Here is a sample of atlassian-connect.json file that you can build on top of it:

    "key": "${addonKey}",
    "name": "${addonName}",
    "version": "${addonVersion}",
    "description": "An Add-on that performs awesome magics!",
    "vendor": {
        "name": "ACME",
        "url": ""
    "baseUrl": "${localBaseUrl}",
    "authentication": {
        "type": "jwt"
    "enableLicensing": false,
    "lifecycle": {
        "installed": "/installed"
    "modules": {
        "webPanels": [{
            "key" : "awesome-addon-webpanel-1",
            "name": {
                "value": "Awesomeness can be found here!"
            "url": "/awesome?issue_key={issue.key}",
            "location": "atl.jira.view.issue.right.context"
    "scopes": ["READ"]

Validates incoming JWT request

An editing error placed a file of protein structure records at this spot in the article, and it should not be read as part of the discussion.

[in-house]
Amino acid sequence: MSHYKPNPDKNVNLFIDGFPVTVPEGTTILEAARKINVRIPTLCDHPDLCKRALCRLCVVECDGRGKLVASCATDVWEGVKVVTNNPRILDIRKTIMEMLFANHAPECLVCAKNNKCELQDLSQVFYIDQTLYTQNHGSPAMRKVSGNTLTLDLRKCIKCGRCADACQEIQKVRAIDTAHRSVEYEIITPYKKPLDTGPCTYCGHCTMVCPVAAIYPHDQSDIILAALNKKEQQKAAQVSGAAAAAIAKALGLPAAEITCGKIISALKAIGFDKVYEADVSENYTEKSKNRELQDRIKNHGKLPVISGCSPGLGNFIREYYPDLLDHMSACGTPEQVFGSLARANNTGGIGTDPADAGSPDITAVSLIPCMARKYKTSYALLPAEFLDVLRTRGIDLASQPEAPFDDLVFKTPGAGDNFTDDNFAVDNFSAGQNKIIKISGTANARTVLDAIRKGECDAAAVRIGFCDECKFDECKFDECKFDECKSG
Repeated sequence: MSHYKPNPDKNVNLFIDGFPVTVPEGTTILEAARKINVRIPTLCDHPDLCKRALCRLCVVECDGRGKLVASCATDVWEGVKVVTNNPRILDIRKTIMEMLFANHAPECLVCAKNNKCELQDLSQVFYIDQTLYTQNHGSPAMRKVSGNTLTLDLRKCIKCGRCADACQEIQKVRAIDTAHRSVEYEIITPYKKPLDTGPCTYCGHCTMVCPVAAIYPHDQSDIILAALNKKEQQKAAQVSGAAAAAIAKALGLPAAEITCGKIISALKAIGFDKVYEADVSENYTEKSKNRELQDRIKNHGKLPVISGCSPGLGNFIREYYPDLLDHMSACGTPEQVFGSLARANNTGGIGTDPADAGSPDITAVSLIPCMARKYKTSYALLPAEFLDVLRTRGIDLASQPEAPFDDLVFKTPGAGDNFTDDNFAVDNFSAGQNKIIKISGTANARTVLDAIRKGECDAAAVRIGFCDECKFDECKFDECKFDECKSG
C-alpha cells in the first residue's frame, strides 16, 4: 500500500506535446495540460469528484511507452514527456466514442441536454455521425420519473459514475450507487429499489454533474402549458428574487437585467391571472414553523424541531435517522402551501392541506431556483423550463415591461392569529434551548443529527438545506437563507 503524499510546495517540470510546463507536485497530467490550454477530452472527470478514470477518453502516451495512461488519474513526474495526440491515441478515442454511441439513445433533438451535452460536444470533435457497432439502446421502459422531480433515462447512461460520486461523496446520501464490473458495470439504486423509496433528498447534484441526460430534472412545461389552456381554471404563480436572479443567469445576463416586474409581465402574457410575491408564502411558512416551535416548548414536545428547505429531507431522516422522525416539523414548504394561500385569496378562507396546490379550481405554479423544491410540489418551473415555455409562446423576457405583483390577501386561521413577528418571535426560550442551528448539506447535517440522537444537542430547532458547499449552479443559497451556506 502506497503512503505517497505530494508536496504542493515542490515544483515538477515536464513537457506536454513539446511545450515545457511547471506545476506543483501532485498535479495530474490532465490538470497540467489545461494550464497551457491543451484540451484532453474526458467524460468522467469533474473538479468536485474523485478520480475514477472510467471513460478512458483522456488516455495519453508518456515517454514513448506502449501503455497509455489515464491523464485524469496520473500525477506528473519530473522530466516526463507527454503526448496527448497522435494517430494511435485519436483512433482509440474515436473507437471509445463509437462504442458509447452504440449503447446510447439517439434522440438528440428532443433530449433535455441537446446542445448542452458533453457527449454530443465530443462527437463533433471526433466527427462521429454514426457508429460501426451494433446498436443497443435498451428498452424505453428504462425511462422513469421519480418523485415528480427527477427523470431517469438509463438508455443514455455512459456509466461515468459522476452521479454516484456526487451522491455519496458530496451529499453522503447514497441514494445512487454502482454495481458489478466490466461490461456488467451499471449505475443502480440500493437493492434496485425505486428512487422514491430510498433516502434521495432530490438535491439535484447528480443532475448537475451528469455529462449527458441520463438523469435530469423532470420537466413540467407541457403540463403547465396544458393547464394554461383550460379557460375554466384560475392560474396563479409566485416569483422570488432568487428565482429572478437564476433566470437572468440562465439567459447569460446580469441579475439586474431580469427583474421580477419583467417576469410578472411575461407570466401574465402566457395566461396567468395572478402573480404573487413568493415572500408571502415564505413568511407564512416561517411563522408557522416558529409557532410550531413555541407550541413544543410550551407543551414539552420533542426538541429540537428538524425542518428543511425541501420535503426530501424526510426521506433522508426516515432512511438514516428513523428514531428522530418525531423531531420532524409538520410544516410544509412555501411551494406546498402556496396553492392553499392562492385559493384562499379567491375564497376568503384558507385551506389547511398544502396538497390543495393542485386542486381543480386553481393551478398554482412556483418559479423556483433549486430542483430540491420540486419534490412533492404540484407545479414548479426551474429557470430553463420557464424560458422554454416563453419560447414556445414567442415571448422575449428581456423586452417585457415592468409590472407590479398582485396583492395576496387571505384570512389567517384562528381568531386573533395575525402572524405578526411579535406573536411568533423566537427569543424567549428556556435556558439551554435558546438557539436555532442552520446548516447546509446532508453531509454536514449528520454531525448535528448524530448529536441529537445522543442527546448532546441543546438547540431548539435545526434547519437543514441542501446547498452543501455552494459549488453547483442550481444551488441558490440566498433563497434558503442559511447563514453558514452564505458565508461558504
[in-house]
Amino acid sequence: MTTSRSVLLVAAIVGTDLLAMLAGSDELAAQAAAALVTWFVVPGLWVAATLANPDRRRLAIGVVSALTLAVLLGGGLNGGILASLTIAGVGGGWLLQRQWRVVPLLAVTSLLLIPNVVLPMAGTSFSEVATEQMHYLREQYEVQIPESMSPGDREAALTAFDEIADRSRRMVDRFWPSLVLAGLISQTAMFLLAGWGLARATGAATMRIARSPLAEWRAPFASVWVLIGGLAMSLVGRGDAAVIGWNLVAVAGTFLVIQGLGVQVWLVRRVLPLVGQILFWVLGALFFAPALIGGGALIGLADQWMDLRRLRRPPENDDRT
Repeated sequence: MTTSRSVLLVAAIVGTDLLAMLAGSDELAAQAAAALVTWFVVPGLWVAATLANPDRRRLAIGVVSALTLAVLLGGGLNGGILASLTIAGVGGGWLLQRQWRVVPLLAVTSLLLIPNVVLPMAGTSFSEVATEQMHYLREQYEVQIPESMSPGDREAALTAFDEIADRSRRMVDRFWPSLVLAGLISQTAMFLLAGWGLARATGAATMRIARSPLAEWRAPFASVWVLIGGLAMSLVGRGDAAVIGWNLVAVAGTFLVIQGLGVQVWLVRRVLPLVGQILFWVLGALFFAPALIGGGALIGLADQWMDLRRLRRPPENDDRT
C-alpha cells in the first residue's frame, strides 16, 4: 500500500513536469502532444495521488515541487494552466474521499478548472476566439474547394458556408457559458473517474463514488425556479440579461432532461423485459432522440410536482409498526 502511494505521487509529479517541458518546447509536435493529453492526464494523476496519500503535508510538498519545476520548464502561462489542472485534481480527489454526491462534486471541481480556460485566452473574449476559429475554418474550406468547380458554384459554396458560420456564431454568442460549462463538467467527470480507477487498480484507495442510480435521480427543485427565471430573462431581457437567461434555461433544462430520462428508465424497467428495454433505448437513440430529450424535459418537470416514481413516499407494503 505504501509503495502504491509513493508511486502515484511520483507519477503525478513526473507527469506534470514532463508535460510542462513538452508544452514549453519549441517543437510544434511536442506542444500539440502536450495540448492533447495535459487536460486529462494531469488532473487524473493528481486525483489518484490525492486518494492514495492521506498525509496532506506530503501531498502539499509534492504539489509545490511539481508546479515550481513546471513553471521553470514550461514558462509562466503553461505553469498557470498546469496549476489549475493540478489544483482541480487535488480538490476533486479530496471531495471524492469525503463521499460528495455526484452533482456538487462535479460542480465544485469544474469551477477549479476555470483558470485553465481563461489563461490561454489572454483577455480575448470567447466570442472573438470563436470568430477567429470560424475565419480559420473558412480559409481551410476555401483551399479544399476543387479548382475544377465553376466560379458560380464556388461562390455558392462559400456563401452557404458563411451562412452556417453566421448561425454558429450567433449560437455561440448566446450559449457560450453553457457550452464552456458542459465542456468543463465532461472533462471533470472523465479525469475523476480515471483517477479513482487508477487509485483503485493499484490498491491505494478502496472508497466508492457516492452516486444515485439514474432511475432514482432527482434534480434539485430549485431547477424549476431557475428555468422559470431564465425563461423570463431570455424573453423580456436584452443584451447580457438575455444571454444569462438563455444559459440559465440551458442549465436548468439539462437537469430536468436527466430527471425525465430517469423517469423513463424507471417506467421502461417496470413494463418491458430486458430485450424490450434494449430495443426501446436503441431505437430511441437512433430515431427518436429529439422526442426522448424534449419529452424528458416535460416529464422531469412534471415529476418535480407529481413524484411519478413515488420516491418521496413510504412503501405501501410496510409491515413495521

You can ensure incoming requests are valid and coming from a known trusted host application, by wrapping your block of
code as a function that requires a Token and passing it to the jwtValidated or jwtValidatedAsync method,
which are available by mixing in the ActionJwtValidator trait. This also...

Enables multi-tenancy

The block of code wrapped in jwtValidated or jwtValidatedAsync takes a Token parameter, which allow you to identify
the host application the request is coming from, and also the user on whose behalf the request is made, if there is one.

For multi-tenancy, the important thing is to identify the key of the host application available from the AcHostModel
that can be retrieved from the Token, and of course keep track of the current user, if a user has logged into the host

Make calls back to the host application